29th Sunday of Ordinary Time (C)
Has there been a time when the need for prayer has been more urgent? Actually, yes, there have been worse times than this, and for millions of people living around the world, what many of us might call the “worst of times” is nothing compared to their “every-damn-day times.” And that, I believe, is a very good starting point for reflecting on the readings for the 29th Sunday of ordinary time, year C.
From the first reading to the last we witness endurance in prayer, patience, and action. There’s Moses, whose unceasing prayer empowered the Israelites to defeat their enemy [EX 17:8-13]; the psalmist expresses confidence in God’s constant care and protection [PS 121]; Timothy receives instruction to lead his community with persistence and patience [2 Tim 3:14-4:2], and we learn from the parable of the persistent widow and the dishonest judge that justice is served to those who persevere [LK 18:1-8].
In the past week I have read and reread and researched and notated and meditated on these passages. And every day, like many of you, I have read articles online and in print, one after the other, and in the evening my husband and I watch news hours that report on the glut of injustice and the growing anxiety of our world’s citizens. There is a sense of helplessness arising that threatens to turn to violence at any moment.
Like a drum keeping time the words, wisdom, wisdom, beat with the pulse in my ears. I place my hand over my heart and feel, kindness, kindness. Even the cycle of my breath drives me to repeat the Tonglen, the prayer found in Tibetan Buddhism: I inhale the pain of the world, I exhale compassion.
I hear the widow’s cry for justice, I am using both my love of Scripture and the teachings of Jesus Christ to do my part in the world, I am assured of my creator’s protection along this obstacle strewn path on which we all travel, and I am trying mightily like Moses to keep my hands lifted in prayer.
But like some of you, I grow weary.
This holy path, our sacred journey, our wilderness wandering leads us past scenes of oppression that we are duty-bound to correct. Most recently our attention is given to the rejection of vile attitudes, lewd comments, and physical assault that demean and damage women. We reject this with the same fervor that we reject racism, sexism, homophobia, classism, ageism, antisemitism, and all prejudicial ideologies that derive energy from hatred. We do so because human oppression is an insult to the divine image in which we are created; we do so because when we actively correct wrongs perpetrated against one another we reflect the life-giving nature of God.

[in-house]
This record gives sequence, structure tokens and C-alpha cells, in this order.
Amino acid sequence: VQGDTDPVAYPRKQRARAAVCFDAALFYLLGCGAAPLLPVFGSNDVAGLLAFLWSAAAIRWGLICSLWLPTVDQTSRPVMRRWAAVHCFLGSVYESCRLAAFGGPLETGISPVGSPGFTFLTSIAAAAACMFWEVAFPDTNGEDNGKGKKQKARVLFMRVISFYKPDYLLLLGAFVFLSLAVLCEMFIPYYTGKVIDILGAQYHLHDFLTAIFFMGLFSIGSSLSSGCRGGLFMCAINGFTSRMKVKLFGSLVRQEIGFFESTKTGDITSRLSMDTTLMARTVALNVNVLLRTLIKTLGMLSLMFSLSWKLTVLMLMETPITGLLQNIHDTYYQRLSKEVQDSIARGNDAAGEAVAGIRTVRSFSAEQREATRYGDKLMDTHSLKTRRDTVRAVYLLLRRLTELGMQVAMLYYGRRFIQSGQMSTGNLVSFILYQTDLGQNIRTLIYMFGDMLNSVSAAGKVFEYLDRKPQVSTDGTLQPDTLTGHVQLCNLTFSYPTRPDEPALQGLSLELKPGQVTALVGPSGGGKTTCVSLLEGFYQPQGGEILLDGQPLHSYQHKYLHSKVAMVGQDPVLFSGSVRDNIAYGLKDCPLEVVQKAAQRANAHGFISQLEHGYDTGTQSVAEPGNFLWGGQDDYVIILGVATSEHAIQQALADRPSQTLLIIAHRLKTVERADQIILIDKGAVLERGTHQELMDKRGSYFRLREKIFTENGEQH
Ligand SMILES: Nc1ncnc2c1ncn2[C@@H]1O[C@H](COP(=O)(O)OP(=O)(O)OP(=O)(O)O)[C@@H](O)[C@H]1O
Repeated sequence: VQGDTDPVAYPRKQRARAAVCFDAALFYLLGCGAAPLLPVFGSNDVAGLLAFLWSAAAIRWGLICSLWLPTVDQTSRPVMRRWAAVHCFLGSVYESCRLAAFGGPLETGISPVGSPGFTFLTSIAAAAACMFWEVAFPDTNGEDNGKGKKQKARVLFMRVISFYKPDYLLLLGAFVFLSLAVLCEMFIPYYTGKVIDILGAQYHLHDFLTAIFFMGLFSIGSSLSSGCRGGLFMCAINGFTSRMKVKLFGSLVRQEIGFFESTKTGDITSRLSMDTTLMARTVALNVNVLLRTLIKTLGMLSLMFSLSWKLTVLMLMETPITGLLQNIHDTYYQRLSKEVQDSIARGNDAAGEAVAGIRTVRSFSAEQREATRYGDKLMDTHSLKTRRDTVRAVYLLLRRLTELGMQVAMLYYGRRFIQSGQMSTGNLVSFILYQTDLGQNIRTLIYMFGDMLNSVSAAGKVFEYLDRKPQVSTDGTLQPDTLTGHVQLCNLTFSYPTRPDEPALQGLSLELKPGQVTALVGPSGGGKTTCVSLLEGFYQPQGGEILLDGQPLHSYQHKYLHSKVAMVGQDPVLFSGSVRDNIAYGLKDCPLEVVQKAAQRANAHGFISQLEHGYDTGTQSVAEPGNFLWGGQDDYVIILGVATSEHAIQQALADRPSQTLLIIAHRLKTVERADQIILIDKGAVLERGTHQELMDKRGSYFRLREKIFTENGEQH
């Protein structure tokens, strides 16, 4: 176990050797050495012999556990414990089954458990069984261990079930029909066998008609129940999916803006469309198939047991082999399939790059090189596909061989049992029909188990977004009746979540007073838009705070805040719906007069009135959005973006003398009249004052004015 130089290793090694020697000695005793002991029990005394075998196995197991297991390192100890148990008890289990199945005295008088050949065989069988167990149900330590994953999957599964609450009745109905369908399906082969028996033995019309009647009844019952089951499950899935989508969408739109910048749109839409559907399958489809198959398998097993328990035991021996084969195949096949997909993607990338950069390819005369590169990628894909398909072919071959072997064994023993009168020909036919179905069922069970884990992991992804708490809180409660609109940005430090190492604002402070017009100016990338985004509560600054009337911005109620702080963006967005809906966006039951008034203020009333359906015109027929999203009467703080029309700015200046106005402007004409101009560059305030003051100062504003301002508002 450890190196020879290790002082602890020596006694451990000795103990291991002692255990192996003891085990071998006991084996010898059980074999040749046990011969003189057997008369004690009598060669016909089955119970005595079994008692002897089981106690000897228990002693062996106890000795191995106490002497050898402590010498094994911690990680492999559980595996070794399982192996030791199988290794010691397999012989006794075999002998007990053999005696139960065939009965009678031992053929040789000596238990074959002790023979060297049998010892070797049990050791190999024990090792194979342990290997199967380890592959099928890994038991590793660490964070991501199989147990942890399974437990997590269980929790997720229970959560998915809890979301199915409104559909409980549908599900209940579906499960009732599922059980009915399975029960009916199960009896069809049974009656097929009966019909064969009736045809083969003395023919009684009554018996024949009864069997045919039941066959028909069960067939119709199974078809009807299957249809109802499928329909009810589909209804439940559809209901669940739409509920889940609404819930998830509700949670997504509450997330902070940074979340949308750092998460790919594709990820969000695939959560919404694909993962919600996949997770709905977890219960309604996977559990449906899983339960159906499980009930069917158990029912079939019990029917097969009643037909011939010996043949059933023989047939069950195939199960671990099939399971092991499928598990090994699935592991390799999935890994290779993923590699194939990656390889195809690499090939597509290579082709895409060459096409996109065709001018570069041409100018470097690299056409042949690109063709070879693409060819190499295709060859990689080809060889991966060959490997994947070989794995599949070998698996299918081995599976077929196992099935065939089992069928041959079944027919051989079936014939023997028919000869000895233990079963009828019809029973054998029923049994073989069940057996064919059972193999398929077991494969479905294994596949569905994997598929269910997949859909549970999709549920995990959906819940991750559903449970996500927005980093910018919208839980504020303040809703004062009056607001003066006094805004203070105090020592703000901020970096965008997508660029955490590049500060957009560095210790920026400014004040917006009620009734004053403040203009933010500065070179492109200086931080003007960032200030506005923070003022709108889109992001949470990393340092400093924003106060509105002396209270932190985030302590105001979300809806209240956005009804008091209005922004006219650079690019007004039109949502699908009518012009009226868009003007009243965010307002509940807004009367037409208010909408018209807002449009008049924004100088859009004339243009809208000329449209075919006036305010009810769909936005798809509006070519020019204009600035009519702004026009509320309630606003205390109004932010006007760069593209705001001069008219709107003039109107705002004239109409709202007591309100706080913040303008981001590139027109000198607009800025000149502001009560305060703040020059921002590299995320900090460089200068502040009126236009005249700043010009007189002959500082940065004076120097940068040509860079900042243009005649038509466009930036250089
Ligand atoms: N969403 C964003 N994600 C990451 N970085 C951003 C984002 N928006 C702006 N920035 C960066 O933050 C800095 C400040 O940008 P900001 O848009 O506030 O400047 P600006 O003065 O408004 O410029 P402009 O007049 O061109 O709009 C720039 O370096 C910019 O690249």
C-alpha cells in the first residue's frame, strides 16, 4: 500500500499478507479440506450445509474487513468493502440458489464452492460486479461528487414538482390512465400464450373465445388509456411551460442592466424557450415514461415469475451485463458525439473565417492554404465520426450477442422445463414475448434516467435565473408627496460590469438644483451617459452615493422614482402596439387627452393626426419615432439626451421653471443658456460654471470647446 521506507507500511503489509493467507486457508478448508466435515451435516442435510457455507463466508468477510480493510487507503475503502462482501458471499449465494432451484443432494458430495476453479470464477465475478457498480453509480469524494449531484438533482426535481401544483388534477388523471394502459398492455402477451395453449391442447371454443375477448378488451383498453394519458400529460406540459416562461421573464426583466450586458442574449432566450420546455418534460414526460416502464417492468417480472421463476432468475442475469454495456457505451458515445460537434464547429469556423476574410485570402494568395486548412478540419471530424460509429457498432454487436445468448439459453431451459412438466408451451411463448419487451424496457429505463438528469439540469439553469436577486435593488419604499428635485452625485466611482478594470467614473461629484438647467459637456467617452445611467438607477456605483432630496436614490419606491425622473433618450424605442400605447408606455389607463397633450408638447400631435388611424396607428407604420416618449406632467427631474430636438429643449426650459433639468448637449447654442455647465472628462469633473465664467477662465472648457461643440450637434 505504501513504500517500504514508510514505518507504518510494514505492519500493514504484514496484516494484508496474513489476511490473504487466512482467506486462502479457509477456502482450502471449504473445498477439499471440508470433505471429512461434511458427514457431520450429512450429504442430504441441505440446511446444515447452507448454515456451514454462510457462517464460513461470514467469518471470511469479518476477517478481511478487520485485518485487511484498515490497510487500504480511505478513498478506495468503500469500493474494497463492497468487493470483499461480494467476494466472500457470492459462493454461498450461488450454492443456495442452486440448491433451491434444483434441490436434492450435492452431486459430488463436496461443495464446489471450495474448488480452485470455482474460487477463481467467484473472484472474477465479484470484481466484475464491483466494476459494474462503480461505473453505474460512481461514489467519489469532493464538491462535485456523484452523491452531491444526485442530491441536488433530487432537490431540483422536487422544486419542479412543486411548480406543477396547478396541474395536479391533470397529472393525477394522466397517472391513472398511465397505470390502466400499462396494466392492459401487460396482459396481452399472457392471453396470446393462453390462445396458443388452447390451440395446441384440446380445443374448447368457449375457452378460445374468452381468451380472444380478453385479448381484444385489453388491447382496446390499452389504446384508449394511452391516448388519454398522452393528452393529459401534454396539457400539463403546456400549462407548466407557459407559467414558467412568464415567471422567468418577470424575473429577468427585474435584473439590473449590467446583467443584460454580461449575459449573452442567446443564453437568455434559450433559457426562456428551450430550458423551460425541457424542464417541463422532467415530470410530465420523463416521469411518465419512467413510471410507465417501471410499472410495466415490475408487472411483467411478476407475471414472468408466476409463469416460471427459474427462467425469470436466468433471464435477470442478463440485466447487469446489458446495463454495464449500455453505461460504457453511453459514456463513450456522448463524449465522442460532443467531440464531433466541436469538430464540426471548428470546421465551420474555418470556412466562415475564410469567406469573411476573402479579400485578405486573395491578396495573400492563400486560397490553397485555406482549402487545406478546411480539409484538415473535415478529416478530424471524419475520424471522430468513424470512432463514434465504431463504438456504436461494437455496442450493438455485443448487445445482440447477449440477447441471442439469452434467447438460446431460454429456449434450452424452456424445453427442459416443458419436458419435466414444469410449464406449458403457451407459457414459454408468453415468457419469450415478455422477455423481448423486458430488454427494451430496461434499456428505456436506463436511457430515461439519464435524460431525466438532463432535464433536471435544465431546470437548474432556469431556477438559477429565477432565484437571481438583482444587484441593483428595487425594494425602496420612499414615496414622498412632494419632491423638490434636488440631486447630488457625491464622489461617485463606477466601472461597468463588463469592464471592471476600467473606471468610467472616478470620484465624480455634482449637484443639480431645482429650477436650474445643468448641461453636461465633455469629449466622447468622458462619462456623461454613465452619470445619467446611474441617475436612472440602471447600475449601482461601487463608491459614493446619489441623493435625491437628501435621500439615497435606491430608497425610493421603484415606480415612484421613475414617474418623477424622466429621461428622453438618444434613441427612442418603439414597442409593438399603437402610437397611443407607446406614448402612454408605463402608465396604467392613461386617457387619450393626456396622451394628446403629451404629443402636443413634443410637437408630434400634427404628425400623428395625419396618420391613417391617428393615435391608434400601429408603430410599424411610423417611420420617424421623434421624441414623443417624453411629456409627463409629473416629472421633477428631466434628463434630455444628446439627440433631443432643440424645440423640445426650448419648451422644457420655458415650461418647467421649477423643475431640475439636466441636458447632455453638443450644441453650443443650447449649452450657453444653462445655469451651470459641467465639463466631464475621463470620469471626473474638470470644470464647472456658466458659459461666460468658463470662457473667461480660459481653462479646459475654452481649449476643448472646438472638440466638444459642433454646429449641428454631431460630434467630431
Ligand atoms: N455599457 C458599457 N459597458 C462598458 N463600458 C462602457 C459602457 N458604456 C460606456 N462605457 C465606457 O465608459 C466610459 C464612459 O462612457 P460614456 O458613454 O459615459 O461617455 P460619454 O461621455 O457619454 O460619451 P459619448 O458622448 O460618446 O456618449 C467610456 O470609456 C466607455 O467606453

Pray. Pray harder. Pray for wisdom, guidance, stamina, courage, and patience.
As long as Moses held up his hands in prayer, the Israelites were successful in fending off their enemy. The widow’s persistence resulted in her attainment of what was rightfully hers. And Jesus assured his disciples that not only will God respond to the prayers of the chosen ones, God will do so without delay.
But our prayers are not answered without delay; at least they don’t seem to be. Maybe in God’s time they are, but we humans have been waiting a long time for justice to be served here on earth. How much longer must we persevere, Lord?
And that’s the thing. Both of these readings raise theological difficulties. Why must we ask God repeatedly for help, why can’t God just fix what is wrong? After all, all things are possible, we are told. What kind of God requires unrelenting requests for help?
The cry of the psalmist is our own, “I lift up my eyes toward the mountains; whence shall help come to me?” [PS 121]
In response to a recent story posted online about the harrowing plight of refuge children displaced by incessant bombing in Aleppo many readers commented that they were sending prayers to the affected children. Within seconds someone said, “Save your breath. Prayer is useless.” Similar comments expressing contempt both for prayer and for those who believe in God soon followed.
Prayer doesn’t work that way; God is not a magician and we are not babies who hold out our hands and pout until we get what we want. Frankly, to suggest that God doesn’t exist because the messes humans create are not magically cleaned up by God is a sign of immature faith and stunted spiritual development.
The answer to prayer is not its immediate fulfillment but more of a clarification of what we are seeking, and a strengthening of our resolve to take action. Jack Shea writes, “God suffuses the hearts of those who pray with justice, and then with empowered hearts they bring this justice into the affairs of earth.”
Prayer guides our growth into full humanness and spiritual maturity and gives us the courage and the strength to bring about a more just world. Prayer is life-giving!
Whatever form our prayer takes, let’s attend to the action God’s response compels us to take. Let’s keep our arms raised at all times and enlist the help of one another lest we grow weary with the effort.
“Remain faithful to what you have learned and believed, because you know from whom you learned it, and that from infancy you have known the sacred Scriptures, which are capable of giving you wisdom for salvation through faith in Christ Jesus. [2 Tim 3:14-15]
 John Shea. The Spiritual Wisdom of Gospels for Christian Preachers and Teachers: The Relentless Widow. Year C edition. Collegeville, Minn: Liturgical Press. 2006. Page 291